Senate conservatives threaten Trump's controversial Fed pick

Senate conservatives threaten Trump's controversial Fed pick
© Greg Nash

Key Senate conservatives could derail President TrumpDonald John TrumpRosenstein expected to leave DOJ next month: reports Allies wary of Shanahan's assurances with looming presence of Trump States file lawsuit seeking to block Trump's national emergency declaration MORE’s choice to fill a spot on the Federal Reserve Board, threatening to derail the nomination that has a small margin for GOP opposition.

Sen. Rand PaulRandal (Rand) Howard PaulOn unilateral executive action, Mitch McConnell was right — in 2014 Congress must step up to protect Medicare home health care Business, conservative groups slam Trump’s national emergency declaration MORE (R-Ky.) told reporters Thursday that he would vote against Marvin Goodfriend’s nomination to be a Fed governor, according to multiple reports, citing the economist’s unconventional monetary policy proposals.

And a spokesman for Sen. Mike LeeMichael (Mike) Shumway LeeCongress closer to forcing Trump’s hand on Saudi support Senate approves border bill that prevents shutdown Push for paid family leave heats up ahead of 2020 MORE (R-Utah) told The Hill that the conservative senator was "undecided" on Goodfriend's nomination.

Paul’s opposition means Goodfriend must receive unanimous support from the 50 other Senate Republicans to be confirmed, including Sen. John McCainJohn Sidney McCainGOP senator says Republicans didn't control Senate when they held majority Pence met with silence after mentioning Trump in Munich speech Mark Kelly's campaign raises over M in days after launching Senate bid MORE, who has missed Senate votes while he recovers from treatment for brain cancer at home in Arizona.

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No Democrats are expected to vote for Goodfriend, meaning that should Goodfriend receive 50 votes, Vice President Pence would have to break the tie to confirm the nominee.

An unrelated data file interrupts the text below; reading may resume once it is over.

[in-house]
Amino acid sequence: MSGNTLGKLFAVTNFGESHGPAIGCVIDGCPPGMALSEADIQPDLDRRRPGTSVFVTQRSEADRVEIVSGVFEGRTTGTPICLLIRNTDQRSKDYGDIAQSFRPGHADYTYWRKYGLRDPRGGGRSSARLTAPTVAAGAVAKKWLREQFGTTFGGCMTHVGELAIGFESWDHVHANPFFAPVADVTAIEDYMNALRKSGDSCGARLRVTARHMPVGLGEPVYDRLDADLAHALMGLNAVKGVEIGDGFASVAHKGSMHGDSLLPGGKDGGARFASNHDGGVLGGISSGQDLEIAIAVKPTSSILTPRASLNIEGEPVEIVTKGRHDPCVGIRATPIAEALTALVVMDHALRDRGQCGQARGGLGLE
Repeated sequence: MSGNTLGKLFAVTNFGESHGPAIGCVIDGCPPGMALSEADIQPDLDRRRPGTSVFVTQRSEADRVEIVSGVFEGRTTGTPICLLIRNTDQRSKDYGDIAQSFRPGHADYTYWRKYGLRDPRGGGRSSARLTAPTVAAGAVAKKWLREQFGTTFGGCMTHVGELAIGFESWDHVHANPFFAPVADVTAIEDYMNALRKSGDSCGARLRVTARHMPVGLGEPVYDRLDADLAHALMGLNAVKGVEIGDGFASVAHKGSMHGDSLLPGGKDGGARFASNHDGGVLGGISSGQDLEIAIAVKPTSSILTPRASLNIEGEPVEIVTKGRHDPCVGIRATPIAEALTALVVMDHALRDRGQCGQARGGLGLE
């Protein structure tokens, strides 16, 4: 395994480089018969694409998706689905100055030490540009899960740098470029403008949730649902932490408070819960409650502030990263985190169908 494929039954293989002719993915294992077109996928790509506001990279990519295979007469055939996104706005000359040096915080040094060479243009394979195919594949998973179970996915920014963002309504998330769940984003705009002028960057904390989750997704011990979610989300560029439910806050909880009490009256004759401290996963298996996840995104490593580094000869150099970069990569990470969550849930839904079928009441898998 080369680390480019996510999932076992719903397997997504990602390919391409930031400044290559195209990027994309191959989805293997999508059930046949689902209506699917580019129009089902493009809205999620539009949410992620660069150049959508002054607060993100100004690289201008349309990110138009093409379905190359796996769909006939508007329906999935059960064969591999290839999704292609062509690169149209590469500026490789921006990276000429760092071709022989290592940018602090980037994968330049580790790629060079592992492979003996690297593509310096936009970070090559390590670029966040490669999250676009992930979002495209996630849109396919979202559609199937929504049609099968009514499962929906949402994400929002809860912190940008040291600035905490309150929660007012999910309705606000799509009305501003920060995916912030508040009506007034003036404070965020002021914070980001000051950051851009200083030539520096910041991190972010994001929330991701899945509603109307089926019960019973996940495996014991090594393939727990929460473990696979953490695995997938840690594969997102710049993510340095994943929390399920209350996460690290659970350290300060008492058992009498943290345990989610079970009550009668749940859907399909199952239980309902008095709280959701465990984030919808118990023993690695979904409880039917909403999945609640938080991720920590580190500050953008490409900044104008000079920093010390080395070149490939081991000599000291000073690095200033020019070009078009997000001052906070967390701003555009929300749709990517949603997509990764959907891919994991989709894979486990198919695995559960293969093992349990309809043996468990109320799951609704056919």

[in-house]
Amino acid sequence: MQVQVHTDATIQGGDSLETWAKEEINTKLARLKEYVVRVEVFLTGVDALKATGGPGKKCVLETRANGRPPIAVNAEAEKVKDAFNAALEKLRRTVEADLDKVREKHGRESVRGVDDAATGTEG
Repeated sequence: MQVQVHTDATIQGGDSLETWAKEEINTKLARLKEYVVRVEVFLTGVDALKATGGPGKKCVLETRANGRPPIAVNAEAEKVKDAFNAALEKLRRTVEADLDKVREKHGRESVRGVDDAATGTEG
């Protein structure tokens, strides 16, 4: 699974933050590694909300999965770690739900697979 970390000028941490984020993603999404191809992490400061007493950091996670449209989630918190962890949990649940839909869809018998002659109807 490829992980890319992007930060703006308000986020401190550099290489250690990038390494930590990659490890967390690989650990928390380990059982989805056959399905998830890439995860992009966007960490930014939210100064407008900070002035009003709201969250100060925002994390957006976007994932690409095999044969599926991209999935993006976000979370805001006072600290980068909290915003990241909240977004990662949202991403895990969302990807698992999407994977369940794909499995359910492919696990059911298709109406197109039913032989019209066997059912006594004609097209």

Goodfriend, a Carnegie Mellon professor and former Richmond Fed senior vice president, has drawn criticism for incorrect predictions about rampant inflation during the early 2010s and proposals meant to reduce the value of cash withdrawn from banks in times of crisis.

Goodfriend had proposed placing magnetic strips on currency that would track the length of time a note had been deposited at a bank. The idea is meant to encourage banks to lend money to stimulate the economy when Fed interest rates are already at zero.

The proposal would effectively create negative interest rates, reducing the value of money kept in bank accounts.

Goodfriend has since abandoned the magnetic strip proposal but has expressed a willingness to explore other negative interest rate policies. Former Rep. Ron Paul (R-Texas), Rand Paul's father, introduced a bill in 1999 and 2003 to ban such policies, both of which died without committee or floor action.

The Senate Banking Committee voted to advance his nomination Thursday morning 13 to 12 along party lines.

Updated at 3:03 p.m.